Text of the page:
LOS ANGELES -- During their time together on the Yankees' bench in 2005, there were many times that Joe Girardi -- in his role as bench coach -- would lean over to Joe Torre, wondering if this was the right time for a hit-and-run or to pitch out. Girardi said that it was like having a "real open conversation" over the course of a 162-game schedule, which he believed was beneficial as he prepared to go into managing for himself. This weekend, Girardi will get the chance to match his wits against Torre and his Dodgers. "It's going to be interesting," Girardi said. "I used to be able to pick his brain and he'd give me the answers. Now he's not going to give me the answers. That'll be a little different for the first time."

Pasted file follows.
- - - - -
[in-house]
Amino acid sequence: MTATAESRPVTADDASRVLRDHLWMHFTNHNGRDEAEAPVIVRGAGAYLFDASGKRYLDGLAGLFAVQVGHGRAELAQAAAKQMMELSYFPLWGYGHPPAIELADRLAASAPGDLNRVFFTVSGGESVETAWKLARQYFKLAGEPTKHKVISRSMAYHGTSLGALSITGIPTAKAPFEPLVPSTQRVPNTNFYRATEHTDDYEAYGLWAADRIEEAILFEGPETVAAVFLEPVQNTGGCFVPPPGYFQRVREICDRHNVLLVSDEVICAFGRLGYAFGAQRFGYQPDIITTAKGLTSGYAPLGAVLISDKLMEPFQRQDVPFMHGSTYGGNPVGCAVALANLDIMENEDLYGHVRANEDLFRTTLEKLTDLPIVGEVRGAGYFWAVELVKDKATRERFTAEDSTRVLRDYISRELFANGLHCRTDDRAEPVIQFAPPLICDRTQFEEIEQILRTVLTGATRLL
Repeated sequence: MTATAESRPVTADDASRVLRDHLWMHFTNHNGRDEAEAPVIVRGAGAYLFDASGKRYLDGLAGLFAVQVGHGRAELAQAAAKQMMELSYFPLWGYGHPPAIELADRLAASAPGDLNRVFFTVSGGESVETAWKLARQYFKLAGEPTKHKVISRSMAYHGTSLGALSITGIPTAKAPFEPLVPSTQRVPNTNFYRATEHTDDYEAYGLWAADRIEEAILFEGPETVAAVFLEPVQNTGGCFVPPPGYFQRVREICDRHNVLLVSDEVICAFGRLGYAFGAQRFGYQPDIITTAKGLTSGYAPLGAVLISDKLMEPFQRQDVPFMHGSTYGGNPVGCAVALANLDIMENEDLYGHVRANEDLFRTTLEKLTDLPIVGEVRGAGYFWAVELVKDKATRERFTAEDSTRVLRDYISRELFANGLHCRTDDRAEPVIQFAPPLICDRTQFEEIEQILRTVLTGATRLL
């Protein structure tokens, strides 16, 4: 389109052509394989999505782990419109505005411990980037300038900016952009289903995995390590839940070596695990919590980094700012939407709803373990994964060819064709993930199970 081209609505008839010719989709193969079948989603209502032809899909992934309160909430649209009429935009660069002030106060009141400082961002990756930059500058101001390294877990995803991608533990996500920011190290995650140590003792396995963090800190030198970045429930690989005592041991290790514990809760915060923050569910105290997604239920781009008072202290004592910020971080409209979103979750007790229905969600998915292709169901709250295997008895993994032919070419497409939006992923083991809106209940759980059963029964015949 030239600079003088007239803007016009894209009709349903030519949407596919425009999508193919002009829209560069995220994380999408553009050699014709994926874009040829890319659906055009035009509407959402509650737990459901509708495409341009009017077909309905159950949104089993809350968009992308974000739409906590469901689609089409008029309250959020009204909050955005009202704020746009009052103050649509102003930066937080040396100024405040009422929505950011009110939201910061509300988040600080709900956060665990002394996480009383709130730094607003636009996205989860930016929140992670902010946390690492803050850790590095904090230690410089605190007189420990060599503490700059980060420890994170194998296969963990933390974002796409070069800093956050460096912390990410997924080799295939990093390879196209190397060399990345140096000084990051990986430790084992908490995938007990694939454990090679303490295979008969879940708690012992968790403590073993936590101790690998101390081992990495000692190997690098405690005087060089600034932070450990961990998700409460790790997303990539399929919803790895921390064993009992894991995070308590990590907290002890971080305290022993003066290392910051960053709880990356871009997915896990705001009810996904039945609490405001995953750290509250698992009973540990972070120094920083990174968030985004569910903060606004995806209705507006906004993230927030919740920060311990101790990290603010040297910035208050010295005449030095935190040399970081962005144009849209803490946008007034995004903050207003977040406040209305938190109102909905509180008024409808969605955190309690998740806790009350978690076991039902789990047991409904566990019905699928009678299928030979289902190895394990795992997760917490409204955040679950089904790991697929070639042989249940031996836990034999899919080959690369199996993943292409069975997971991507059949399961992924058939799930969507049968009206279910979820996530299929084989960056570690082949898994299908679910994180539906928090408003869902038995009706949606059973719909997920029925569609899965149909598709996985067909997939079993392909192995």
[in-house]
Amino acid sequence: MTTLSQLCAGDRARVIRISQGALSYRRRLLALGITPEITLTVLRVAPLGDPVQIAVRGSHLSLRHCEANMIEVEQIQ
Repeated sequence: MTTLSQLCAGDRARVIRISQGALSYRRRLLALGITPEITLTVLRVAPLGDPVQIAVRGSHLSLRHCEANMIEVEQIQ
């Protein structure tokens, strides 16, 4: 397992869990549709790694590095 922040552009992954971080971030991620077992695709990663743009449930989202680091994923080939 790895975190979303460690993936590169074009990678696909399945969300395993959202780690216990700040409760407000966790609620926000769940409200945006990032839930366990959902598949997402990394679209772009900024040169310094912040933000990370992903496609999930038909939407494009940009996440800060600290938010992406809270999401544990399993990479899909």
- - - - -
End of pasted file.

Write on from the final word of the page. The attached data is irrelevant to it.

Girardi said that he never felt like he had to be fancy to get his point across to Torre, and said he was able to be direct with his thoughts about game strategy -- two minds with National League schooling who had adapted to their surroundings. "The great thing was, I didn't feel like I had to dance around anything I said," Girardi said. "I could just say it." When Torre's time with the Yankees ended after the 2007 season, Girardi sought Torre's blessing to accept the contract offer he'd been given. Without needing to hear it, Girardi was told that managing the Yankees was a terrific opportunity and that he should take it. But even into his third year and now with a World Series title under his belt, Girardi said that he wasn't fully aware of what the job entailed, even while watching Torre up close as a player and a coach. "I don't think you ever really know what it's like to sit in that chair unless you sit in it," Girardi said. "You can imagine. I sat in his office when he had press conferences, I saw everything that he did. I saw him answer tough questions. But until you have to do it, you really don't know what it's like." Some days, Girardi said, are easier than others -- a statement Torre would no doubt agree with after spending 12 years behind the big desk at Yankee Stadium. "It's great to be the Yankees' manager," Girardi said. "But obviously there's a lot of attention paid to what we do on a daily basis, and you have to learn how to manage your time very well. You understand that you have to be accessible. But, I mean, it has been great."